Aja Barber is a journalist, stylist and now a writer in sustainable fashion. Photo: Stephen Cunningsworth.

Interview

"If you only want to do one thing, it is to buy smaller clothes"

In previous articles from this week, we have read about the fast fashion industry's impact on people and the environment, and how slow fashion is the future. Aja Barber - journalist, stylist and author of the book "Consumed: The Need for Collective Change" - is convinced that all consumers bear a responsibility for the injustices created by the fashion industry.

- When I stopped buying fast fashion, it was because I felt I was wasting my money. I was really annoyed with myself. 

Aja Barber talks about how she fully participated in the consumption of fast fashion before she realized how much injustice was behind the clothes she bought in the shops.

Today, she educates consumers and companies about how colonialism, climate change and consumption patterns are connected - and about how we as consumers have a responsibility. According to her, the responsibility does not lie either with governments and companies or with individuals, but with everyone. 

- We know that we buy more clothes than we have ever done before, which is completely unnecessary, but that desire has definitely been created by companies. Companies need to be regulated, and governments need to step in and take responsibility. But we consumers must also realize that we do not have to participate in the system just because it is offered to us, says Aja Barber.

When it comes to individual responsibility, the movement for sustainable sustainable fashion is often criticized on the grounds that fast fashion is the only thing that low-income earners have the opportunity to buy - and that we should therefore not blame individuals for something that is actually a system error.

However, Barber is very critical of that argument, and says that it usually comes from people who are not limited in their possibilities, and who use the argument to be able to continue buying the clothes themselves. 

- It is not the poor who make these companies survive. They are not the ones who buy 68 garments per year and make "SHEIN hauls" on TikTok, says Barber and refers to the trend where individuals in a purchase buy garments for several thousand kronor from the low-price brand SHEIN to show and review them for their followers . She continues:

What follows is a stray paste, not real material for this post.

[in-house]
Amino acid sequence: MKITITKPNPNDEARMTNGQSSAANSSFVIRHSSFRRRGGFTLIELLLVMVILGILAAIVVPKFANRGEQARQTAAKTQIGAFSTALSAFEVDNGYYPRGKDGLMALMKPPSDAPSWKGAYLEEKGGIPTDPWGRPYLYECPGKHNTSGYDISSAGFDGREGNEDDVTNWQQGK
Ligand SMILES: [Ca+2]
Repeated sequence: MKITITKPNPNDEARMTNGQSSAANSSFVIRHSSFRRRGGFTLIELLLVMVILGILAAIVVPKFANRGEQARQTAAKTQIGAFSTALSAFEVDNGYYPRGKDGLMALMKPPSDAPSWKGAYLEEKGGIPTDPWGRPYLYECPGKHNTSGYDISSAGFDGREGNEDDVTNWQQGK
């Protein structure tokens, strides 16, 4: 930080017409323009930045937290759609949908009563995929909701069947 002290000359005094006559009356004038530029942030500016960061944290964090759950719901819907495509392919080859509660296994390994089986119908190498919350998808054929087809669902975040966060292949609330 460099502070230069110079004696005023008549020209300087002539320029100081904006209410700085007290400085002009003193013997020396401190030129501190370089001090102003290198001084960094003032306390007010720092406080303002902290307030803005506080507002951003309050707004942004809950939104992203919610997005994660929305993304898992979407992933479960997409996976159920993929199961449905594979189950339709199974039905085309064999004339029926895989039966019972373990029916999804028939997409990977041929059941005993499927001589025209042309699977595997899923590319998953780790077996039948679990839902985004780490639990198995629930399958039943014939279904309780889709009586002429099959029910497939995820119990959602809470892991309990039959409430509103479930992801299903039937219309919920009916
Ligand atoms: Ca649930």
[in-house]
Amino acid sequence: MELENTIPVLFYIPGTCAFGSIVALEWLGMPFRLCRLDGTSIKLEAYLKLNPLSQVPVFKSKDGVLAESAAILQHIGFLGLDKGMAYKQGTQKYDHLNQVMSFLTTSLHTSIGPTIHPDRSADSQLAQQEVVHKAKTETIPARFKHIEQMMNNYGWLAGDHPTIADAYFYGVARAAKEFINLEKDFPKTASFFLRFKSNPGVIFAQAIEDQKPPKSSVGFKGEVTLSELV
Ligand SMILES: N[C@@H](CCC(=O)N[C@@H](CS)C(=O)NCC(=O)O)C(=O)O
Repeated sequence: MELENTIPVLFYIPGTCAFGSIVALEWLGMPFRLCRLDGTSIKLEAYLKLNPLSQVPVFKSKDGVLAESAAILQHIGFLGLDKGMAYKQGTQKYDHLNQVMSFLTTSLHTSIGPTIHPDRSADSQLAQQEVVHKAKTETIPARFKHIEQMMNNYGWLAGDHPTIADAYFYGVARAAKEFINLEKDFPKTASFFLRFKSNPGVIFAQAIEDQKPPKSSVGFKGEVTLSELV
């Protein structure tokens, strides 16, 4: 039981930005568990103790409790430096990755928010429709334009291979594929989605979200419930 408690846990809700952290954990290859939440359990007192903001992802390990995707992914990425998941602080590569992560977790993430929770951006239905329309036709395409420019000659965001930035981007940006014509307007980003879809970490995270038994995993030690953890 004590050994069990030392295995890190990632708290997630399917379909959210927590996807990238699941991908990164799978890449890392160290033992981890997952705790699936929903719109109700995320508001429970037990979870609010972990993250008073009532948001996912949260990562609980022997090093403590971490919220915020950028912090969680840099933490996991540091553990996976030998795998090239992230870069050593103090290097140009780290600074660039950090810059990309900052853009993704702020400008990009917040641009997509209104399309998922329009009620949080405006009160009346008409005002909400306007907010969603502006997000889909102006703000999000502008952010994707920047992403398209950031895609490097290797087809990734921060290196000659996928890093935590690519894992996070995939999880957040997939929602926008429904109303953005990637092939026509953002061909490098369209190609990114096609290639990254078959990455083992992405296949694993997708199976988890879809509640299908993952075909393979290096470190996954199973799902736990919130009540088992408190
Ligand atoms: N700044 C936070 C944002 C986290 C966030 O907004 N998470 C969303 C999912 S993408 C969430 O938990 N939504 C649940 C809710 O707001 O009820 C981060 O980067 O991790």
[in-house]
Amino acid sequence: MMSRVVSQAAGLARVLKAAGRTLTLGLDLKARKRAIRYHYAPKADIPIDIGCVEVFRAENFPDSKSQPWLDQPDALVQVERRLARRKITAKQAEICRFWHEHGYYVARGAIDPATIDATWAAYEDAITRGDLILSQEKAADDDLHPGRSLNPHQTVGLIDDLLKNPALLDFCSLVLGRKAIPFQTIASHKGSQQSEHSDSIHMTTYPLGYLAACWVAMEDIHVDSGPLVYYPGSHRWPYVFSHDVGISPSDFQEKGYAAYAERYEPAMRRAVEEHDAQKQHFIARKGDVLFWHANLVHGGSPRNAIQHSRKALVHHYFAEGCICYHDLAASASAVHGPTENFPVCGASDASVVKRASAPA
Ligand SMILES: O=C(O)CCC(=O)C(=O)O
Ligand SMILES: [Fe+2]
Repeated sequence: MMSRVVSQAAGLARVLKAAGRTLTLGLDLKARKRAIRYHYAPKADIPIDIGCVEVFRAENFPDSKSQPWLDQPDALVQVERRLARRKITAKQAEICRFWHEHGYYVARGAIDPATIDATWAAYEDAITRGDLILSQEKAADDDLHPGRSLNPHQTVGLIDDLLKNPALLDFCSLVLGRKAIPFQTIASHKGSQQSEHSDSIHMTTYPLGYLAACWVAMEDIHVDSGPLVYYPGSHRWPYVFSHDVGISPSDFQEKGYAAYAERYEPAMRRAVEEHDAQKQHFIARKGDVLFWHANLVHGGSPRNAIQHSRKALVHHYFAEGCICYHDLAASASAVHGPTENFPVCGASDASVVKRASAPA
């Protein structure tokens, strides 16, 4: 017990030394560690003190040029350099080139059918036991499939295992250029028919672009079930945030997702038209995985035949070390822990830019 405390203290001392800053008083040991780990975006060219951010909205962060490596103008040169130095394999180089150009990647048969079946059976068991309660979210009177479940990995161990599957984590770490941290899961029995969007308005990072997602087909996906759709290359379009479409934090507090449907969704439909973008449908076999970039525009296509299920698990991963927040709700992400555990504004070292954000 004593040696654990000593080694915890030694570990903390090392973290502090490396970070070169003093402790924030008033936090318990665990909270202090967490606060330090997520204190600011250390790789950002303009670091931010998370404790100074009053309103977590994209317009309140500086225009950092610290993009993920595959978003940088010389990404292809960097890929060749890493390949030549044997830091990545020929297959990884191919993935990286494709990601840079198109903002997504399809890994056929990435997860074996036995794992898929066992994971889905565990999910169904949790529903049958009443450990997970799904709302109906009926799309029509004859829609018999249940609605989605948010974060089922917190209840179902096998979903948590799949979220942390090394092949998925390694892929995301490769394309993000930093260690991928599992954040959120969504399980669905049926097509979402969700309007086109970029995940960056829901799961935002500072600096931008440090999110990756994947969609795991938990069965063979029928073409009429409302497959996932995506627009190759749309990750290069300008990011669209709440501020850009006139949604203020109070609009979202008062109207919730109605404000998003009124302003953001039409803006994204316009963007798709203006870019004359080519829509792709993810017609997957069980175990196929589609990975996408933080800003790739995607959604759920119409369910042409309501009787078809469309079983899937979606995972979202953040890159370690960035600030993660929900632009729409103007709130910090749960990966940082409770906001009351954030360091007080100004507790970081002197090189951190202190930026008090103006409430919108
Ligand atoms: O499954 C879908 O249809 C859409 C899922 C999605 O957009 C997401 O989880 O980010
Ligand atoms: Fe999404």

- We have to be honest in the discussion about fast fashion. 

We must challenge our culture, which says we must buy new clothes all the time, and be honest about the responsibilities of individuals. This is the opinion of Aja Barber, journalist, stylist and author. Photo: Andreas Lischka. Source: Flickr.

The number 68 refers to the number of garments per year that the average fast fashion consumer buys in the United States. In Sweden, the same figure is on 50 garments per year. Aja Barber also emphasizes that in the long run fast fashion is more expensive than actually buying quality clothes from companies that are more ethical. 

- When I bought fast fashion, I spent money I did not have on clothes I did not need. I used to be one of those people who said I could not afford sustainable brands, but it turned out that I certainly could afford it - I just needed to stop buying things I did not need and stop chasing every trend.

The fast fashion industry is an example of global injustice and a form of neo-colonialism, according to Aja Barber. It is not only the production of clothing that is dependent on labor and resources from developing countries, but also the end of the chain. 

- Every year, 100 billion garments are produced, which is just over twelve times more than the entire world's population. Then we understand that we can not keep all the clothes we buy, but they are donated with a good idea behind. But the amount of clothes means that the majority are not sold, but instead shipped to countries in Africa. 

One of the countries is Ghana, where the world's largest market for second-hand clothes is located. Every week the country receives 15 million garments from Europe, USA and Australia. Many of the clothes are broken and dirty, and up to 40 percent of the clothes end up directly in the country's landfills. Massive piles of clothes burn up and poison the air, or become rubbish on the beaches and in the oceans. 

- There is a perception that people in developing countries are happy with our old clothes that we would never give to a friend. But it is not true. If no one in the global north wants them, why in the world would anyone in the global south want them ?, Aja Barber asks herself.

Despite all the new garments we buy, a survey from 2018 showed that 28 percent experience frustration when they open their closet, and 60 percent use less than half of the clothes they have at home. In addition, research shows that Shopping does not make us happier than for just at the moment, so in the long run no one seems to be winning on the current system. 

Aja Barber is convinced that we consumers can and should take back our power. 

- We must change our culture, the one that says we must buy new clothes constantly. It is a narrative that everyone can challenge, regardless of class affiliation. And if you only want to do one thing, it is to buy smaller clothes.

 

Is there something in the text that is incorrect? Contact us at opinion@fuf.se

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